continent) between the Pacific and the Atlantic; and that, in 
the conception of the idea of this undertaking, as well as in the 

1 Ram6n de Manjarr6s, Proyectos Espafloles de Caned Interocednico (Rev. de Arch. 
Bib., y Mus. t Enero a Abril, 1914). 


formation of projects for its realization, in explorations and pre- 
paratory labors, to Spain also belongs the precedence. When 
Champlain in 1600 conceived the idea of the canal, years had 
already elapsed since Spaniards had not only had the identical 
idea, in view of the need of such a waterway, and with direct 
knowledge of the lands in which its construction was possible, but 
had decided various projects for utilizing several practicable 
routes (Tehuantepec, Nicaragua, Panama). Spain did not in 
the end construct the canal on account of the coincidence of nu- 
merous causes, among which, in the eighteenth century especially, 
was one of especial weight, that the new communication might 
prove a source of international complications. But Spain never 
ceased during three centuries to think of the project ; nor did she 
ever, as Humboldt himself recognizes, prohibit speaking or writ- 
ing about the piercing of the isthmus. 

All these vast efforts toward understanding and getting benefit 
from these new lands and seas produced, aside from the dis- 
coveries themselves and the numerous problems which the needs 
of the time suggested, a series of secondary but none the less im- 
portant consequences, which must also be included in a sketch of 
Spanish activities in the regions of the Pacific. These were, 
succinctly stated, knowledge of geography and geology (in so far 
as these fields of learning, until then without name or scope, could 
be furthered by the observations of the explorers), of botany, 
zoology, and mineralogy (with all the applied skill which mining 
demands, in which the Spaniards realized considerable progress 
by means of metallurgical methods of which some are still in use) ; 
of native dialects (in which the studies of our missionaries are of 
prime importance, as is well known, and of truly extraordinary 
number) ; and of the customs, social organization, traditions and 
history of the Amerinds, which keenly interested the Spaniards, 
including those religious matters which departed most from Span- 
ish tradition. As a result of all these labors in different fields there 
remains the most ample and abiding source of materials for mod- 
ern investigations. If to all this immense labor is added the inten- 
tional introduction into America of over 170 species of plants 
and animals here unknown hitherto, some of which throve and 
became characteristically American; and if we add the introduc. 


tion into Europe of trees and of plants such as the potato, the to- 
mato, Indian corn, the pita, the aguacate, the batata, the Chilian 
and Virginian strawberries, etc., we shall have a well-rounded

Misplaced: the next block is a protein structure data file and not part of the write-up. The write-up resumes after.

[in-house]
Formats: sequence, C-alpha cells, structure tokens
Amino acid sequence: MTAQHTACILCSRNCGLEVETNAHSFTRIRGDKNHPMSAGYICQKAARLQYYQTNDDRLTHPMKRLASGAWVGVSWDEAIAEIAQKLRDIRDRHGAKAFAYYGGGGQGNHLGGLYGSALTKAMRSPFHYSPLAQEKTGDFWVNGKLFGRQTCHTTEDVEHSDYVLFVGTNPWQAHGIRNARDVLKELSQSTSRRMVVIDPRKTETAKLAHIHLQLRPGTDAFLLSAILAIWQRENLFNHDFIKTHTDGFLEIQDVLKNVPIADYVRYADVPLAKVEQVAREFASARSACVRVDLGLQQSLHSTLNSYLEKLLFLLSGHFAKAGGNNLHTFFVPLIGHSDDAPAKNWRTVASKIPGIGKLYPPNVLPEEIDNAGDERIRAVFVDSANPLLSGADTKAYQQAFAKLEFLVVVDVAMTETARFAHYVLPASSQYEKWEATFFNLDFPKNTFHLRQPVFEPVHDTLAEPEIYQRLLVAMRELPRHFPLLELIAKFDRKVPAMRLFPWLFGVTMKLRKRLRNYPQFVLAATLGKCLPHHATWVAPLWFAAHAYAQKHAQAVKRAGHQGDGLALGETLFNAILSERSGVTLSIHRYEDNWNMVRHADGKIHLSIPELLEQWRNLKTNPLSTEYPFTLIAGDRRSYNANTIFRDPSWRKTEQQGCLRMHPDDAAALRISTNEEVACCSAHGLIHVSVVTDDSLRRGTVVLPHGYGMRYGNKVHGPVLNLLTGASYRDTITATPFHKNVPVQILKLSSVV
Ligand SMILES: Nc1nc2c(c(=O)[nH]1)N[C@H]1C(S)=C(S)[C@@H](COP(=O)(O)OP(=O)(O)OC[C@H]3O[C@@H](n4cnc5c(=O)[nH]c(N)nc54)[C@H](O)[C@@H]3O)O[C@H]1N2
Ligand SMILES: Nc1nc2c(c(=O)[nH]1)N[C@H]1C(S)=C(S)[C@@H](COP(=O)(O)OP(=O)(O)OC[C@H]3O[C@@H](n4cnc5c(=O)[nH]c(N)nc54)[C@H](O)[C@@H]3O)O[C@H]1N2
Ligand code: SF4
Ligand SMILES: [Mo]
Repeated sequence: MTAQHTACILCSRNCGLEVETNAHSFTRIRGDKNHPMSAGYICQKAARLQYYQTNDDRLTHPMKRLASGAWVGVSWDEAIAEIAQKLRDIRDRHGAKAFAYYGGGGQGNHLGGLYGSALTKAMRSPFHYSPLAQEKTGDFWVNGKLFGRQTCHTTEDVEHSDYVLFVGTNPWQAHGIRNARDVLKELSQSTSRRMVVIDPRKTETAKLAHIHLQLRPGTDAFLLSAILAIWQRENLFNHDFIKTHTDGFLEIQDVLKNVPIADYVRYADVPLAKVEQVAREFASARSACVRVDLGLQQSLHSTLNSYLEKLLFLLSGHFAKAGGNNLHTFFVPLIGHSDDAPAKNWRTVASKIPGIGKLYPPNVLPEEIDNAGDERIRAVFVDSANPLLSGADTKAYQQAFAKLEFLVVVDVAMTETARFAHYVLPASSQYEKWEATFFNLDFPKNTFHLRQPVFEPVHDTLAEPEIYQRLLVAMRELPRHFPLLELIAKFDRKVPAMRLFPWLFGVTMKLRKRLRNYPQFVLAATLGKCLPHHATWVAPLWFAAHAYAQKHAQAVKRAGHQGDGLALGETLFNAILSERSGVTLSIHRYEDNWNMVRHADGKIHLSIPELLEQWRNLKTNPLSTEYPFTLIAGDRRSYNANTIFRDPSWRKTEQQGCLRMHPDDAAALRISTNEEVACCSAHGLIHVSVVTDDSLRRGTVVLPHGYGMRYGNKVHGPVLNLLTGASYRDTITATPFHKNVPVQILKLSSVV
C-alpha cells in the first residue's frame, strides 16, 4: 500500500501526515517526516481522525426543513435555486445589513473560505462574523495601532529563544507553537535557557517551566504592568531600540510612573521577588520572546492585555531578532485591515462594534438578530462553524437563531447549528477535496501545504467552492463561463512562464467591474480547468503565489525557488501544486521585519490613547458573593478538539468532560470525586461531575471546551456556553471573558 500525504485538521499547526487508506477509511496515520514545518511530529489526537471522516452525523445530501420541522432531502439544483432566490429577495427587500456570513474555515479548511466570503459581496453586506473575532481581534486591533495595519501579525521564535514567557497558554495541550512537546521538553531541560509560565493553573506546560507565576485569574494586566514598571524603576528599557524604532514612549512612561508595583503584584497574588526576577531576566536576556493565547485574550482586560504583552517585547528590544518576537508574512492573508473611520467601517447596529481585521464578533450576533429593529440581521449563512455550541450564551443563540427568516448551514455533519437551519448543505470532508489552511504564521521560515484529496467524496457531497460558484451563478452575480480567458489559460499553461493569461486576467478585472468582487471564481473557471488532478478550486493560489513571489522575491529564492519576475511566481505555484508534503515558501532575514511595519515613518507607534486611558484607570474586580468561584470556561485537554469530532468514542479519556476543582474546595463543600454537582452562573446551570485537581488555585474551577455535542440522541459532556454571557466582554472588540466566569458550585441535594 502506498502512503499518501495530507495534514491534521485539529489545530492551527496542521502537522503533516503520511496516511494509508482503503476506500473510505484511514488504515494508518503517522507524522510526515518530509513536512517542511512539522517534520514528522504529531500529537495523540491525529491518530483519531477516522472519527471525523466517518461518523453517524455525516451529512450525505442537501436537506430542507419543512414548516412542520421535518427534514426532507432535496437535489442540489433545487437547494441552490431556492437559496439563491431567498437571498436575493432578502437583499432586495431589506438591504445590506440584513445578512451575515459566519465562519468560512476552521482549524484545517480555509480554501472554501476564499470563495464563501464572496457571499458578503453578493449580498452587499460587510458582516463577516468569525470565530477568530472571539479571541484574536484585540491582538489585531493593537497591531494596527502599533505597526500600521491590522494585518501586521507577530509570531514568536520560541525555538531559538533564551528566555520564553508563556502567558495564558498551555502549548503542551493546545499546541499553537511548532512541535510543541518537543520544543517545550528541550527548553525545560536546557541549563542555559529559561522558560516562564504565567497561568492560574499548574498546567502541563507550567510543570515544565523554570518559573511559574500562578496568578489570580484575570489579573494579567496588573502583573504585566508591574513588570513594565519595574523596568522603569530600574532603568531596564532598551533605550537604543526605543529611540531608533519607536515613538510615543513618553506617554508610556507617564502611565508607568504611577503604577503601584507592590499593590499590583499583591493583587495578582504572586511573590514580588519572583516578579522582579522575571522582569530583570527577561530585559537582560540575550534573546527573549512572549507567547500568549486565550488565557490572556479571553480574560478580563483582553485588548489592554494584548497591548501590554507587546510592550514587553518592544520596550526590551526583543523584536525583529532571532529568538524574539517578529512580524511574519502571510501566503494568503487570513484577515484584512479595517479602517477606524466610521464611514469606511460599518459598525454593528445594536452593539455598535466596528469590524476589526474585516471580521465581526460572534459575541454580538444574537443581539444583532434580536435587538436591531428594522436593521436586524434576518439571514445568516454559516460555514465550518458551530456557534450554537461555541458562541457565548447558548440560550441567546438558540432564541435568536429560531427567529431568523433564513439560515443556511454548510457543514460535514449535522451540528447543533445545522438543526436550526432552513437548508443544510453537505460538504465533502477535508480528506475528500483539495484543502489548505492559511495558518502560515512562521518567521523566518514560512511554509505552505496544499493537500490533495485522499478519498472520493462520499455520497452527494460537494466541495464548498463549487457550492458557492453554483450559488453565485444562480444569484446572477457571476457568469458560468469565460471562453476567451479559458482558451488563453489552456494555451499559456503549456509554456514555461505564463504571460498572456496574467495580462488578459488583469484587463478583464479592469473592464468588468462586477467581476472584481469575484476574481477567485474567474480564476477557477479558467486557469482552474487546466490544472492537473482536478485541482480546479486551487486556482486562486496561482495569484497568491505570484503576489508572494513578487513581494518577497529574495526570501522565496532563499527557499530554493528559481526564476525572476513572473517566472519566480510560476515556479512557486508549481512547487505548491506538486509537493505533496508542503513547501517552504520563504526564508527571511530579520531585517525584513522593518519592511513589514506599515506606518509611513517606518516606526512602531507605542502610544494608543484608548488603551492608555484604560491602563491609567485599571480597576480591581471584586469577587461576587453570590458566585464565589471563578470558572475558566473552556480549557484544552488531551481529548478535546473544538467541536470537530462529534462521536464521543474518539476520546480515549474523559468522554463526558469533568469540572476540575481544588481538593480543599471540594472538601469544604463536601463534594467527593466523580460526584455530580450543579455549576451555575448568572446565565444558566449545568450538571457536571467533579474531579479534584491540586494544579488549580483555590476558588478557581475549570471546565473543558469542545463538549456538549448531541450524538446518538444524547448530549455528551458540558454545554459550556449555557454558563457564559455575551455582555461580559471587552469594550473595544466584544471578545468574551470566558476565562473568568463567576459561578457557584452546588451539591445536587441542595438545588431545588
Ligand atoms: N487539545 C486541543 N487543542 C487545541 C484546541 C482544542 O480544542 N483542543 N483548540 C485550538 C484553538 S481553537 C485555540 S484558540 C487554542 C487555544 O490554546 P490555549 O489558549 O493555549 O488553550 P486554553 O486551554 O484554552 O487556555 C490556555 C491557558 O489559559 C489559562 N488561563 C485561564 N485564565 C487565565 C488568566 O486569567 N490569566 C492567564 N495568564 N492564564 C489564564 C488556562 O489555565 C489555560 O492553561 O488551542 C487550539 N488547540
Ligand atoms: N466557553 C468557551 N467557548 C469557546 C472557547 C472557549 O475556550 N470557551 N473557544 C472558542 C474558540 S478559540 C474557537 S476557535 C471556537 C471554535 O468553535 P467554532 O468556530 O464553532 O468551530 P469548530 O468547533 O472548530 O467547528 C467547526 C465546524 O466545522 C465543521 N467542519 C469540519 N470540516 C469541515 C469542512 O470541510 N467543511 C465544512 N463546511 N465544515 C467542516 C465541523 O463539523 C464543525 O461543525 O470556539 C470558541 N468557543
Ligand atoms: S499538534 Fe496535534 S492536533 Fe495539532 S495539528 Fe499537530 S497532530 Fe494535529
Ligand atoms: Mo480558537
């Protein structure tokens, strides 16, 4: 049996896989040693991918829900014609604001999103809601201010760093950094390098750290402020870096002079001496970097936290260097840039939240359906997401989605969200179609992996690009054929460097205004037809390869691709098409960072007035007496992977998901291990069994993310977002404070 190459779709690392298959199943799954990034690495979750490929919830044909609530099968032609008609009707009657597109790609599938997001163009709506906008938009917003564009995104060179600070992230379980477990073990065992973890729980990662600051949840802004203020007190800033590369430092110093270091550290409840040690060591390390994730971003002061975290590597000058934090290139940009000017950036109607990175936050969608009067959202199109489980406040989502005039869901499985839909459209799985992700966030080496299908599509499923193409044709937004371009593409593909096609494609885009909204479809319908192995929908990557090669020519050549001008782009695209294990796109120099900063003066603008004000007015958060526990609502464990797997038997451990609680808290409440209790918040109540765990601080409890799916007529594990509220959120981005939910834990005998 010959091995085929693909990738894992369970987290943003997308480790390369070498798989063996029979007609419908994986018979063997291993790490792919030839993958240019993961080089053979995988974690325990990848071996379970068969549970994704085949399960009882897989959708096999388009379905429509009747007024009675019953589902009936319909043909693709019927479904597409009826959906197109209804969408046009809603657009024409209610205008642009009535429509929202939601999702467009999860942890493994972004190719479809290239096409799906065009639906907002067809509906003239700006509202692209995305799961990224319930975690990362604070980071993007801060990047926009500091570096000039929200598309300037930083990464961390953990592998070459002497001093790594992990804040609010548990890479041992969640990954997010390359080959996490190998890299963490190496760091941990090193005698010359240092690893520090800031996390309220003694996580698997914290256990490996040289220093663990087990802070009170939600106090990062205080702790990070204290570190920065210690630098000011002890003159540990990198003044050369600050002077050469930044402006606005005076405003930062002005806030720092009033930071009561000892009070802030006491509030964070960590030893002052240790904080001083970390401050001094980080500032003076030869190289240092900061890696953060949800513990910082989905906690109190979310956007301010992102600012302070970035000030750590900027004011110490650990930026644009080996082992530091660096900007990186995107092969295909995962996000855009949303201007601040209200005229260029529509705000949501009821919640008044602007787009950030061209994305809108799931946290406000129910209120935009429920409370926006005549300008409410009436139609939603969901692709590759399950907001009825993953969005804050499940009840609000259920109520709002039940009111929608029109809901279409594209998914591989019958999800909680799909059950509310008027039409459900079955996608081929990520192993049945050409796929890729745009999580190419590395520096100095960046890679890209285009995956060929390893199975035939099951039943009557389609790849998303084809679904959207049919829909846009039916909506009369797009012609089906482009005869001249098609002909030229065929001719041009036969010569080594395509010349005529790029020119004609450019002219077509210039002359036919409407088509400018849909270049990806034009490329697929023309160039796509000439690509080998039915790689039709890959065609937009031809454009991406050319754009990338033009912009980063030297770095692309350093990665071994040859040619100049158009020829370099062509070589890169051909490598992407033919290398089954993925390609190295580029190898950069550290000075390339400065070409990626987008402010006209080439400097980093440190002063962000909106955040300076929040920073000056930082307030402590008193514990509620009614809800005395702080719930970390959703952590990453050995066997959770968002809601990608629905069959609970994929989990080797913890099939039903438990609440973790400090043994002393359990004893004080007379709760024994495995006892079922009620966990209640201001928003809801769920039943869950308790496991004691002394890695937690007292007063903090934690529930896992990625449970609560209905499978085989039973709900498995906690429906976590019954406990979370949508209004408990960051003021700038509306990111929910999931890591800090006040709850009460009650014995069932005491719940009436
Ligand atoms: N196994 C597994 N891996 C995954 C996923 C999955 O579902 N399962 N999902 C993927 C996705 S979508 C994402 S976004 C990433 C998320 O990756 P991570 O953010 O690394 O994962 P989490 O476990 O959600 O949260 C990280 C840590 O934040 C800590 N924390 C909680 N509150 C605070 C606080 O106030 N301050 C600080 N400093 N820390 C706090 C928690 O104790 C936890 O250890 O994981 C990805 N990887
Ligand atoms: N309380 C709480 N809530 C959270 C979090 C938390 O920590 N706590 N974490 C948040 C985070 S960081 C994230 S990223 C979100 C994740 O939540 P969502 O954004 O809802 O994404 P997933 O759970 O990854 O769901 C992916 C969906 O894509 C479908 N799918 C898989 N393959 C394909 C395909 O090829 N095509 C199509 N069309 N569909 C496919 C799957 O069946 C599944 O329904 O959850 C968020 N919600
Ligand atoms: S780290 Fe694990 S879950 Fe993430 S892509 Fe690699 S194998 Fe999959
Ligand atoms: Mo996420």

picture of the useful and civilizing labors, material as well as spirit- 
ual, which the Spaniards effected in their contact with the new 
lands discovered upon the shores of the Atlantic and the Pacific. 

This picture signifies, in fact, the introduction of European 
civilization into America and many of the islands of the sea. 
Before that, all that existed in America was prehistoric, in spite 
of the material and artistic, advancement which certain civiliza- 
tions present without having essentially passed beyond the actual 
boundaries of the primitive. Through Spain, America became 
incorporated in that Westward Movement which has come to be 
the autonomastical civilizing mould of the greater part of the world. 
Thus Spain was the first teacher (in order of time) of citizenship, 
of the Christian life, and of classic culture elaborated anew upon 
the fabric of the original European organization of the Middle 

And it is fitting to say that the importance of Spanish activities 
in America is not only quantitative, but, in many of them, qualita- 
tive. The long list of names which might be presented, Oviedo, 
Acosta, Hernandez, Ximenez, Gomez Ortega, Sahagun, Herrera, 
Lozano, Carmona, Mutis, Ruiz, Pavon, Azara, Sesse, Mocino, 
Ulloa, Jorge Juan, Pineda, Malaspina, Medina, Saavedra, Barba, 
Fernandez de Velasco, Contreras, Acuiia, Ovalle, Lopez Medel, 
Elhuyar, and many others who might be named, is vindicated 
by the judgment which the labor accomplished has merited in 
modern times, from specialists not to be suspected of Spanish 
leanings; men like Humboldt, Linnaeus, Lyell, Hoefer, Sonne- 
schmidt, and many others. Of a transient, casual activity, product 
of futile curiosity without scientific direction, it might not be said, 
as it has of those Spanish activities to which I now refer, that 
"no nation has made greater sacrifices for the . advancement of